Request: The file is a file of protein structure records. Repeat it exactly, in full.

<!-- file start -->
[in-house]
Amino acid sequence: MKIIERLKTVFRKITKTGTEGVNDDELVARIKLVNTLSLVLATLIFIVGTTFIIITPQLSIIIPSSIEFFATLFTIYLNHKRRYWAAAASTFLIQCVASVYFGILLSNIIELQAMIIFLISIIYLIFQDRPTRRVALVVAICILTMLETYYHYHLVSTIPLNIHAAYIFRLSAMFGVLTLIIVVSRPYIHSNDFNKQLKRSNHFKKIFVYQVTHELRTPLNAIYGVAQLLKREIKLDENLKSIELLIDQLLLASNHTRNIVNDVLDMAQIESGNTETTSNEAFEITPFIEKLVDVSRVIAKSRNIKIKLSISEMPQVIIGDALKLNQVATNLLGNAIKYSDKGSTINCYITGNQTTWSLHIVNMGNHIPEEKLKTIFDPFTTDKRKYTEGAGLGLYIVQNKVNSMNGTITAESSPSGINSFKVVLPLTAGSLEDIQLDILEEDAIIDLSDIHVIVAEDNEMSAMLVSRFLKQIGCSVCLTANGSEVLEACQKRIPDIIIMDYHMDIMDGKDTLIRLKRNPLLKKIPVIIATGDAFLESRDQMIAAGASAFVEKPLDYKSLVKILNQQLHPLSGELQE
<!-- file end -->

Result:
[in-house]
Amino acid sequence: MKIIERLKTVFRKITKTGTEGVNDDELVARIKLVNTLSLVLATLIFIVGTTFIIITPQLSIIIPSSIEFFATLFTIYLNHKRRYWAAAASTFLIQCVASVYFGILLSNIIELQAMIIFLISIIYLIFQDRPTRRVALVVAICILTMLETYYHYHLVSTIPLNIHAAYIFRLSAMFGVLTLIIVVSRPYIHSNDFNKQLKRSNHFKKIFVYQVTHELRTPLNAIYGVAQLLKREIKLDENLKSIELLIDQLLLASNHTRNIVNDVLDMAQIESGNTETTSNEAFEITPFIEKLVDVSRVIAKSRNIKIKLSISEMPQVIIGDALKLNQVATNLLGNAIKYSDKGSTINCYITGNQTTWSLHIVNMGNHIPEEKLKTIFDPFTTDKRKYTEGAGLGLYIVQNKVNSMNGTITAESSPSGINSFKVVLPLTAGSLEDIQLDILEEDAIIDLSDIHVIVAEDNEMSAMLVSRFLKQIGCSVCLTANGSEVLEACQKRIPDIIIMDYHMDIMDGKDTLIRLKRNPLLKKIPVIIATGDAFLESRDQMIAAGASAFVEKPLDYKSLVKILNQQLHPLSGELQE